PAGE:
Notary Public Etiquette

<p>I have not needed a Notary in forever. Next week we will have a real-estate transaction (being done long-distance) for which we have to sign and have some documents notarized. Is it customary to tip/offer them something for their service? Or should I just ask her (it is someone who works in my husband's office)?</p>

<p>Our school district requires things to be notarized constantly. I've never thought of giving a tip. I just take in my ID and the documents and make pleasant small talk.</p>

<p>We've used notarys at our bank. Never thought to offer anything for the service.</p>

<p>You should confirm with the title company that you can have any notary do this. We just closed on the sale of a property in another state on Friday, and the title company asked us to use a notary at an attorney's office or another title company. This was not historically the case, but it has been a couple of years since our last property sale, and the title company had tightened down their rules. We had to get a business card from the person so we could 'prove' they worked at one of those types of companies. Which was kind of silly, as the receptionist at my attorney's office is a notary, so she did it. She had no more clue about the contents of the documents than any other notary would.</p>

<p>So, assuming it doesn't matter where you get it done, here are options that are "free" and maybe not as uncomfortable as having someone at work do it:</p>

<ul>
<li><p>Pretty much every bank branch in the country has at least one notary in their office. If you are a client of the bank (have any accounts there), they generally provide notary services for free. We always used the bank notaries prior to this new (silly) rule our title company just imposed. Banks expect their customers to use this service, so it is a very comfortable transaction in my opinion.</p></li>
<li><p>If you have an attorney, ask if someone at their office can do it. As I said above, my attorney's secretary did it (no charge because I am a client).</p></li>
<li><p>I have asked people at work to do it a couple of times in the past. People I didn't really know, but someone told me they were a notary. I thanked them, of course, but did not offer to pay them. It is pretty much a 5 minute transaction, so I didn't feel obligated to pay. But I only did it once or twice. It did feel a little uncomfortable... but maybe because I didn't really know them.</p></li>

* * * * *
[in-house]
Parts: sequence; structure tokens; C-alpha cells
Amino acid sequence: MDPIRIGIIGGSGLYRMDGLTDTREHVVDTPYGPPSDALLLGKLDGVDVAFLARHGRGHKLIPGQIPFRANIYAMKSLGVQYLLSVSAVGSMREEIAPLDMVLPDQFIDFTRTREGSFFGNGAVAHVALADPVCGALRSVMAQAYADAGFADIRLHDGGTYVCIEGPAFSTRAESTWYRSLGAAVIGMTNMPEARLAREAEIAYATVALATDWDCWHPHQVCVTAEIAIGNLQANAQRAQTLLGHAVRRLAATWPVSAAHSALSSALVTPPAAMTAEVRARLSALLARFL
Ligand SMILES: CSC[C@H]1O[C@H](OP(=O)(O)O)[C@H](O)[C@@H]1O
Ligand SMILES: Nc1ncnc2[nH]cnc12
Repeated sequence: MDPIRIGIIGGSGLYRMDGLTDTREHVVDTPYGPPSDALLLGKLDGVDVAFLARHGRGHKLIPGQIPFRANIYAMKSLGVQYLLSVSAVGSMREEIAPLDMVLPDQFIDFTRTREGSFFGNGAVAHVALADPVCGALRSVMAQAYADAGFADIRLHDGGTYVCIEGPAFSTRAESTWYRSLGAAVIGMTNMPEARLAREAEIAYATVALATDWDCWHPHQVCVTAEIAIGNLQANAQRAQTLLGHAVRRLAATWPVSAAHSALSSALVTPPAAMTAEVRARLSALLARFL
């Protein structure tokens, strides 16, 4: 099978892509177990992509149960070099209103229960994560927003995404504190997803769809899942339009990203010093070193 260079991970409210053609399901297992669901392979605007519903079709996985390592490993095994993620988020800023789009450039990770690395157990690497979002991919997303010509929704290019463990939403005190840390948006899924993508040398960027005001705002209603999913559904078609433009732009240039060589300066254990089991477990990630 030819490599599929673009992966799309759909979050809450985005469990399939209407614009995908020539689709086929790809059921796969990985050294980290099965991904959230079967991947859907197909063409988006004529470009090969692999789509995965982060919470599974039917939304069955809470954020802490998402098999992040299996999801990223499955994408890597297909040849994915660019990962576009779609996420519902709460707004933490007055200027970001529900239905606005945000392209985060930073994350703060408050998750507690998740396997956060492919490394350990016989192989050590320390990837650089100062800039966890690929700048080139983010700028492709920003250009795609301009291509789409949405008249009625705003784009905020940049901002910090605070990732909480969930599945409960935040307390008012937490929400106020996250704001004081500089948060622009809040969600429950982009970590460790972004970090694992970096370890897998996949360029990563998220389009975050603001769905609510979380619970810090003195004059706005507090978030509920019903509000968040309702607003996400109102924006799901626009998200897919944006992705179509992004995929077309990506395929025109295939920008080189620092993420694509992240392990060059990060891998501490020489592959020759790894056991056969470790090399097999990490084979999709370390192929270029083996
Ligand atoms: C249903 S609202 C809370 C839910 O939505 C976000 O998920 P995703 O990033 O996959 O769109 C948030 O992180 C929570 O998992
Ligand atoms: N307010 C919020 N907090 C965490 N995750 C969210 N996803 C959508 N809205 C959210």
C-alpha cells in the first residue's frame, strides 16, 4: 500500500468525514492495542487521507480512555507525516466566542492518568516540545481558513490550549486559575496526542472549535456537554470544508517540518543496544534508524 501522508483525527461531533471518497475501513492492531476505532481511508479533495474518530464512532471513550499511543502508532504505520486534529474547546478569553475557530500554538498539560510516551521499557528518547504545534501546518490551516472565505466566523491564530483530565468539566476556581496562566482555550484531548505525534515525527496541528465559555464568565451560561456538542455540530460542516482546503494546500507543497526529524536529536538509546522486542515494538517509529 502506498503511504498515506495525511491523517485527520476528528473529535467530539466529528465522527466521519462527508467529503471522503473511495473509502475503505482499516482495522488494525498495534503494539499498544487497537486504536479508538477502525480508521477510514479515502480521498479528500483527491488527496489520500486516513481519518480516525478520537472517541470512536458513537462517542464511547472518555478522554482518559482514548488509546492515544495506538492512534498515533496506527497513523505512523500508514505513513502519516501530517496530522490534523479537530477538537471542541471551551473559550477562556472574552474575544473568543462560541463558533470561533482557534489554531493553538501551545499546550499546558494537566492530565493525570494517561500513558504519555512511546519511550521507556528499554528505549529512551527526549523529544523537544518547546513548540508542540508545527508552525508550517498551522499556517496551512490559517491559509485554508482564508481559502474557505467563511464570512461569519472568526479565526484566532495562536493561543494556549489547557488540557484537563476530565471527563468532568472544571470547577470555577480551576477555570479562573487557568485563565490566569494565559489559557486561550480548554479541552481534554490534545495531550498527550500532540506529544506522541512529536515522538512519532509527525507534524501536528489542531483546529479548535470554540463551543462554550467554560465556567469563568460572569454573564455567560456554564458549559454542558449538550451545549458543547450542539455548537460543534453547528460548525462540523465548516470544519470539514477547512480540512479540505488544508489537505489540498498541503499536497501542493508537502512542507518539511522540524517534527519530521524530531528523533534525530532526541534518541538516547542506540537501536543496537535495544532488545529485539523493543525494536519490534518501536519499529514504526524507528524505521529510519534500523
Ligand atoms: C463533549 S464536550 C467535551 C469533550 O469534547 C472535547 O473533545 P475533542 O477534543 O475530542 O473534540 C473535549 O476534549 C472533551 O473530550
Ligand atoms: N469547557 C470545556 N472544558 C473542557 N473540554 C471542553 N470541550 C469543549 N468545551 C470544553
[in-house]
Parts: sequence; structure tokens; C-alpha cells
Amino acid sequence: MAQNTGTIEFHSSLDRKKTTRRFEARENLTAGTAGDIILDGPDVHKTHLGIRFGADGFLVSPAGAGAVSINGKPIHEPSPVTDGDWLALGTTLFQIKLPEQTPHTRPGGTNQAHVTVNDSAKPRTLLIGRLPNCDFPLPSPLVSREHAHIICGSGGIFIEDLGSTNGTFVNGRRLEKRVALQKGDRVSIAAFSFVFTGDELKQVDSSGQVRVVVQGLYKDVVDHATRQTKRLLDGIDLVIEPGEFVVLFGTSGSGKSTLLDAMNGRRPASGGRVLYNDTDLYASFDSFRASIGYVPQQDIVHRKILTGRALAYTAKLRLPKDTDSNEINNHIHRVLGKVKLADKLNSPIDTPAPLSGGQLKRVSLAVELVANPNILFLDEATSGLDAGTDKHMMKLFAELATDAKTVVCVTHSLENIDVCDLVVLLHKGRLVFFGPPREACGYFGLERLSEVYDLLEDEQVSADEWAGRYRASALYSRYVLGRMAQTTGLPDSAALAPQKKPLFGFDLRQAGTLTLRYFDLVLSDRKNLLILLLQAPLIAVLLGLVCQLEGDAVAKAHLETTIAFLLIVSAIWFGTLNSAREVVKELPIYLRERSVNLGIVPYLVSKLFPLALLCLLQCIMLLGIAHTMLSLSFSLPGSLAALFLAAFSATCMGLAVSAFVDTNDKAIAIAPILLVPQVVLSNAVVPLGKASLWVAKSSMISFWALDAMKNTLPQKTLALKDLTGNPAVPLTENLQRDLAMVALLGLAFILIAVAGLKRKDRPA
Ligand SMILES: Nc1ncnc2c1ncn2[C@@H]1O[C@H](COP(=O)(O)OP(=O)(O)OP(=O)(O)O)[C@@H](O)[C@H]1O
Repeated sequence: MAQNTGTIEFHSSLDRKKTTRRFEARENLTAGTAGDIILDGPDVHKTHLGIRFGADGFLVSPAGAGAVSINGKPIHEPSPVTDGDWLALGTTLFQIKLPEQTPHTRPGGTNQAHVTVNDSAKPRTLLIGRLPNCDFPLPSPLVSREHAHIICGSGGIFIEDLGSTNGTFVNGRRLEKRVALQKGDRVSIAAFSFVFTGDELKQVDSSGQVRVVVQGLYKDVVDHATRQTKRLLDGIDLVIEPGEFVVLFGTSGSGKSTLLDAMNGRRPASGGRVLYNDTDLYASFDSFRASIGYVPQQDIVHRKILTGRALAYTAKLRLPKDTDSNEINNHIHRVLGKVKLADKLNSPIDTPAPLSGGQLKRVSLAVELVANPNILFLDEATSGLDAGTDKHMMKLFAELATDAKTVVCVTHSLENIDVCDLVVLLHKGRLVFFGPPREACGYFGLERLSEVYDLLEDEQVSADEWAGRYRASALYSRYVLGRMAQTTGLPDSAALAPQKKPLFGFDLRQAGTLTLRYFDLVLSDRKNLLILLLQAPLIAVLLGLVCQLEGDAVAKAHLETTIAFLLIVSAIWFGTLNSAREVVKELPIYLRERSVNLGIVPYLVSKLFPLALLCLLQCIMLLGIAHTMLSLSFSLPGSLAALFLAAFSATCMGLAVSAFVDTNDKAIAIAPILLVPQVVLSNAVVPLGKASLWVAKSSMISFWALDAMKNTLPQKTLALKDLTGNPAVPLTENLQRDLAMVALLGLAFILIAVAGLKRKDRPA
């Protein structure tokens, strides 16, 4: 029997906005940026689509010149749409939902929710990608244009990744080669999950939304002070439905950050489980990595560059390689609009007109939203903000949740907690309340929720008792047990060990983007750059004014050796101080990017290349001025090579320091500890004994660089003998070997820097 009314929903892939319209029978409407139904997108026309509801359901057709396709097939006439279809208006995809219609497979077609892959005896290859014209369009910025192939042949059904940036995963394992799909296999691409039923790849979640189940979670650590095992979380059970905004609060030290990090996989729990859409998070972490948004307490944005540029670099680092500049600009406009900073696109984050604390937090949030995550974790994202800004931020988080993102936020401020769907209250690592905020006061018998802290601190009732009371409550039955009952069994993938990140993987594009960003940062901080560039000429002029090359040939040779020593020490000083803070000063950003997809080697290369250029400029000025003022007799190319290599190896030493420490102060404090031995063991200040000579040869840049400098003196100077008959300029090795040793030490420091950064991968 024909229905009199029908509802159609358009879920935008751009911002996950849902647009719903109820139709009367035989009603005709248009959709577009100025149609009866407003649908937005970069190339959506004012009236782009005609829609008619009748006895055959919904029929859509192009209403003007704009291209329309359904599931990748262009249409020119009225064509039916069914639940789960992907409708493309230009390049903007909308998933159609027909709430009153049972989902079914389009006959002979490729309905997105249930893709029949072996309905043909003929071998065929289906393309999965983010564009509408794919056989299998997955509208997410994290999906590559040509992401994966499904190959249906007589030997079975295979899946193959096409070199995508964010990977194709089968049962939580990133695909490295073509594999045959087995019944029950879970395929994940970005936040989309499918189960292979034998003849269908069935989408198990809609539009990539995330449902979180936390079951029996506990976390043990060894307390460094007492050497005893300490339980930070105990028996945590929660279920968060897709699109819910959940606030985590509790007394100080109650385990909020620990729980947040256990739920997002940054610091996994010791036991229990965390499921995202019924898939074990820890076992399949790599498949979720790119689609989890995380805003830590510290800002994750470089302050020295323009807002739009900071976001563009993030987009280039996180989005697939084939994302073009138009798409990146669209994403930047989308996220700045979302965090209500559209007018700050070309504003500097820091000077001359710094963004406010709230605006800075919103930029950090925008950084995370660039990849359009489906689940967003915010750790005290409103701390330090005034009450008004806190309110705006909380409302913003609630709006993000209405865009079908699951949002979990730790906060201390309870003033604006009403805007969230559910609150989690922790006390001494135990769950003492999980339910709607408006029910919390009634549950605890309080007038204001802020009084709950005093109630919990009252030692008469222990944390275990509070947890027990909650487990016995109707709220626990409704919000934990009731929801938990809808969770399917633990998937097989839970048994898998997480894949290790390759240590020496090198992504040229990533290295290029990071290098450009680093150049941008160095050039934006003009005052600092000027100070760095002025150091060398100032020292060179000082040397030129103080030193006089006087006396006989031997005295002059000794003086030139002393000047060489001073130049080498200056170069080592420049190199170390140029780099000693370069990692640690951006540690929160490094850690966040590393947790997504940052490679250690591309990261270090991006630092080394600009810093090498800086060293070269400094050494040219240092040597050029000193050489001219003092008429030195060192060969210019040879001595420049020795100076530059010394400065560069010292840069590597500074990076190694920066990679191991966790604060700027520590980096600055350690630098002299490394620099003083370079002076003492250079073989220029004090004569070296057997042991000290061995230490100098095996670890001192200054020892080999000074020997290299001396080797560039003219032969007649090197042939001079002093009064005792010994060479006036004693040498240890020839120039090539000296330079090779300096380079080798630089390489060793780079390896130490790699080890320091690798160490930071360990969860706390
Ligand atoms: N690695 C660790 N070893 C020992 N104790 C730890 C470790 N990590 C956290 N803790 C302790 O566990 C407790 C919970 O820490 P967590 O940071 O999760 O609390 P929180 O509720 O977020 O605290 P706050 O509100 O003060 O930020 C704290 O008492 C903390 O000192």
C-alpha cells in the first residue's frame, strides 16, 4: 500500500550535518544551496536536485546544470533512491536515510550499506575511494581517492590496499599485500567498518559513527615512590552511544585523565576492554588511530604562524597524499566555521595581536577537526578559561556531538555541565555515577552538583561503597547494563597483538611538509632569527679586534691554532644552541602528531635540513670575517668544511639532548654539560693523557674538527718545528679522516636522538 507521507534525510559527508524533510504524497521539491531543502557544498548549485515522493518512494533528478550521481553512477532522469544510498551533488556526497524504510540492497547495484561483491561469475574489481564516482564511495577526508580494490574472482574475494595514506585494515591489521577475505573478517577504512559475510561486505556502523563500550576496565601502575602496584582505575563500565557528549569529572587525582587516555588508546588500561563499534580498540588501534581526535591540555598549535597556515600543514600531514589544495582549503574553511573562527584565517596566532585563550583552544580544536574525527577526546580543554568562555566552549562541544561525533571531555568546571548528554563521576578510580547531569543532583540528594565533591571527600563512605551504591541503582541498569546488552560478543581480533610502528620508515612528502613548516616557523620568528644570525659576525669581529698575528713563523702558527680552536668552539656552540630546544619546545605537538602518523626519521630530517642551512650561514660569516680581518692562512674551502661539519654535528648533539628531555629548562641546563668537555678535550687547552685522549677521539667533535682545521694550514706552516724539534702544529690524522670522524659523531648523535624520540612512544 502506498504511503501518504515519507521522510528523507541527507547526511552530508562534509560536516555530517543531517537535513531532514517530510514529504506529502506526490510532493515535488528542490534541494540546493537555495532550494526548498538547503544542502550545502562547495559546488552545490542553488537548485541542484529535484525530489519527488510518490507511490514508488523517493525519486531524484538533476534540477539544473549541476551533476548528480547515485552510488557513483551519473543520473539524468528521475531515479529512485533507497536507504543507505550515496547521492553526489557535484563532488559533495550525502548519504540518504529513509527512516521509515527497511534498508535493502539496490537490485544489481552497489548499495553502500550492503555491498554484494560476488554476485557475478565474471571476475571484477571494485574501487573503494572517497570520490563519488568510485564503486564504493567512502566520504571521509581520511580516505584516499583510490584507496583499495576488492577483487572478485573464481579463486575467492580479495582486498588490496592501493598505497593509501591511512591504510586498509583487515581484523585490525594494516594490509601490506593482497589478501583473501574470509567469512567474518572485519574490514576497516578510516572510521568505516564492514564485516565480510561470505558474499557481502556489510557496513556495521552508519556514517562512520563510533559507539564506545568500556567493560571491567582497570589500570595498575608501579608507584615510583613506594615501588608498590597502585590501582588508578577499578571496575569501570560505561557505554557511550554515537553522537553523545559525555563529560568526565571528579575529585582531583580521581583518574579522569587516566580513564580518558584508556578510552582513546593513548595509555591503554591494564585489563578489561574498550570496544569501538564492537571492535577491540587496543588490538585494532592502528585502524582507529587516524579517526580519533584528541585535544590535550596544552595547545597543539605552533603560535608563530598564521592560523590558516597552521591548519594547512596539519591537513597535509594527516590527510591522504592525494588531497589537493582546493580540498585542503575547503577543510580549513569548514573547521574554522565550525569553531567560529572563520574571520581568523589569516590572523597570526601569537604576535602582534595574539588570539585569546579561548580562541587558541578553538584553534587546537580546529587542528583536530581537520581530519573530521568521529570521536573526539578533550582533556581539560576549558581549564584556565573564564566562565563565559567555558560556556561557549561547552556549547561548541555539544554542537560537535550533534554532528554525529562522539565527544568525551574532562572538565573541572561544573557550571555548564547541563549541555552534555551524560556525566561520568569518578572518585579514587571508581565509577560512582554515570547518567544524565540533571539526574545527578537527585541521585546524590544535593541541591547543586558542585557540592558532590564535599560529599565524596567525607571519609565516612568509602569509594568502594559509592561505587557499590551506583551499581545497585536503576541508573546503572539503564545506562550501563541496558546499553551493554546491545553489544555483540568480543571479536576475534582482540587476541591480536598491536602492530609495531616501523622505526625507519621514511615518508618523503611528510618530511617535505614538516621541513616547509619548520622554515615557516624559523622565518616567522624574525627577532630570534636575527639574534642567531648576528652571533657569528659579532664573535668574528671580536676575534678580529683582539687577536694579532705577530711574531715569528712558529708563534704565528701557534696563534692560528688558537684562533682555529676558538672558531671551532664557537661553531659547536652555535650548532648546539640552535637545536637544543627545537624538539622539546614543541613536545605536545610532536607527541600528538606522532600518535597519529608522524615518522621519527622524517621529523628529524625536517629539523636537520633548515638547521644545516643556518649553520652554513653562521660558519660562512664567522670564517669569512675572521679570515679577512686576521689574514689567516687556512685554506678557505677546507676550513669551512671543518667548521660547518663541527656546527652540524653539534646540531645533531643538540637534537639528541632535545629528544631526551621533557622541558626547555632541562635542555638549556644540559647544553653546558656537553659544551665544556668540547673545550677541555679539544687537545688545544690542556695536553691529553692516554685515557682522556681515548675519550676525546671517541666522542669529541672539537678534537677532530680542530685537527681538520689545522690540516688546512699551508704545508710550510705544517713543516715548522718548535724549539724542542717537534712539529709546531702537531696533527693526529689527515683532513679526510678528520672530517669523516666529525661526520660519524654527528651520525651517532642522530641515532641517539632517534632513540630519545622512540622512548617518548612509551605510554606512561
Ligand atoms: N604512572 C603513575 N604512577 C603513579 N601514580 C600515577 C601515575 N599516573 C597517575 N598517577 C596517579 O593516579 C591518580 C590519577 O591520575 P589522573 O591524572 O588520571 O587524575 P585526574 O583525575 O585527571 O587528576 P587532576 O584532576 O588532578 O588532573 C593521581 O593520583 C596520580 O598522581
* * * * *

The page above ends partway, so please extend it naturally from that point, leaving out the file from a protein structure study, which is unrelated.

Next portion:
</ul>

<p>Be sure you take identification with you to the notary. And if you have some kind of legal standing (Power of Attorney, Testementary Letter, or something like that) that allows you to carry out the transaction you are signing the document for, you need to take that along as well.</p>

<p>If you can, take an extra copy of the documents you need to have notarized. Last week the notary accidentally signed in my signature space on the document. I had to drive home and print another one.</p>

<p>One other thing to watch is where the notary puts their stamp. For documents that are recorded for a property sale (the deed!), the stamp needs to be not too close to the margin of the paper. I forget the exact measurement, but I have had documents rejected for recording when the stamp was too close to the edge. Not all notaries know this (the secretary at the law firm last week was not aware). I would have them stay within the margins of the printed text to the right and left, and leave as much space as possible if they stamp at the bottom of the page. Some docs are just for the title companies internal records, and it doesn't matter for those.</p>

<p>It is generally not customary to tip a notary and I have rarely seen a notary expect a fee for that service. In many states notaries are free to charge a fee that is subject to a statutory maximum. By tipping or offering a tip, you may be putting the notary in a bad spot.</p>

<p>In California there are commercial NPs that charge $10/signature. It is customary to pay that amount.</p>

<p>I'm a notary in New York. State law here limits notaries to getting paid $2 per document. Personally I waive that fee. (Mostly I'm using it within our own business, although I occasionally notarize something for an acquaintance.) IIRC, we are not allowed to accept more than the $2 fee.</p>

<p>Your state may vary.</p>

<p>AZ is another state where notaries can -- and do -- charge $2 per document. They are providing a service and expect to be paid for it. I have never heard of anyone "tipping" a notary, though.</p>

<p>WA state here - I have never tipped or heard of anyone tipping a Notary Public. We just pay for their service.</p>

<p>I use a notary quite often for work. I usually use the same lady each time. She doesn't charge but once in a while I'll take her a bag of candy or cookies. It's worth it because she always seems glad to see me.</p>

<p>I used a notary at my credit union. No fee charged, and it didn't occur to me to offer a tip.</p>

<p>I'm a notary in NY, too. The fee is $2 per signature, but I have never charged anyone. However, when I have things notarized, I go to a professional notary whom I don't know personally. The service is rendered and the fee is charged and paid. Often, the notary is paid for his/her time by the bank, so no tip would be required or considered. When I notarize for co-workers (every, single day) for their personal matters, rather than firm business, they always offer to pay the fee set by the state. I always decline and tell them I'm just glad that I got an opportunity to catch up with them that day.</p>

<p>Thanks for the help/responses everyone!</p>

<p>Mine is done at my credit union. :D</p>

<p>I either pay the fee per page or if it's a friend doing it who won't let me pay, I send a thank you note with a $5 Starbucks gift card.</p>

<p>I never heard of tipping a notary. I've always used the notaries at my bank.</p>